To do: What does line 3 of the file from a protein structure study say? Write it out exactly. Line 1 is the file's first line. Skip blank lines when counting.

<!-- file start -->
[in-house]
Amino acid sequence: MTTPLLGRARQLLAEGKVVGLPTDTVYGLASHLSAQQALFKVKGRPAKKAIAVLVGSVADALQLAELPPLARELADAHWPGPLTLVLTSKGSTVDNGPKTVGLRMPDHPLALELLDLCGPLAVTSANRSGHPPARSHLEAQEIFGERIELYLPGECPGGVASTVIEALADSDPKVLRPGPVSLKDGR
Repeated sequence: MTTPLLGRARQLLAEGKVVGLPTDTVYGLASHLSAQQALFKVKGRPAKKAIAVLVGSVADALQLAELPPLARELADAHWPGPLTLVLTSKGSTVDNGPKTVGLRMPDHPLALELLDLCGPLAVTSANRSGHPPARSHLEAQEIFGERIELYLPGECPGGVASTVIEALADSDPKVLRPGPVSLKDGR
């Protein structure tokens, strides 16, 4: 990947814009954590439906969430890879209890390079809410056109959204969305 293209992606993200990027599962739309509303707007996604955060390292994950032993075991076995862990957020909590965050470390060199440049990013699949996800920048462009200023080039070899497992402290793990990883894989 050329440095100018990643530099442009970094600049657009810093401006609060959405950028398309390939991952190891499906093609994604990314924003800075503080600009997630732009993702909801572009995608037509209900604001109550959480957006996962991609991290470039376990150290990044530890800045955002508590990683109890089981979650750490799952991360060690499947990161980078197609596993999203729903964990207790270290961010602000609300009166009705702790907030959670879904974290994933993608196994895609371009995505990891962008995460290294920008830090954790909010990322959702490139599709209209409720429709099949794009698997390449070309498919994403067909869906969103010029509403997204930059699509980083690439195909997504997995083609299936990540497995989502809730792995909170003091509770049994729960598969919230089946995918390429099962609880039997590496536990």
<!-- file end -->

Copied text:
Repeated sequence: MTTPLLGRARQLLAEGKVVGLPTDTVYGLASHLSAQQALFKVKGRPAKKAIAVLVGSVADALQLAELPPLARELADAHWPGPLTLVLTSKGSTVDNGPKTVGLRMPDHPLALELLDLCGPLAVTSANRSGHPPARSHLEAQEIFGERIELYLPGECPGGVASTVIEALADSDPKVLRPGPVSLKDGR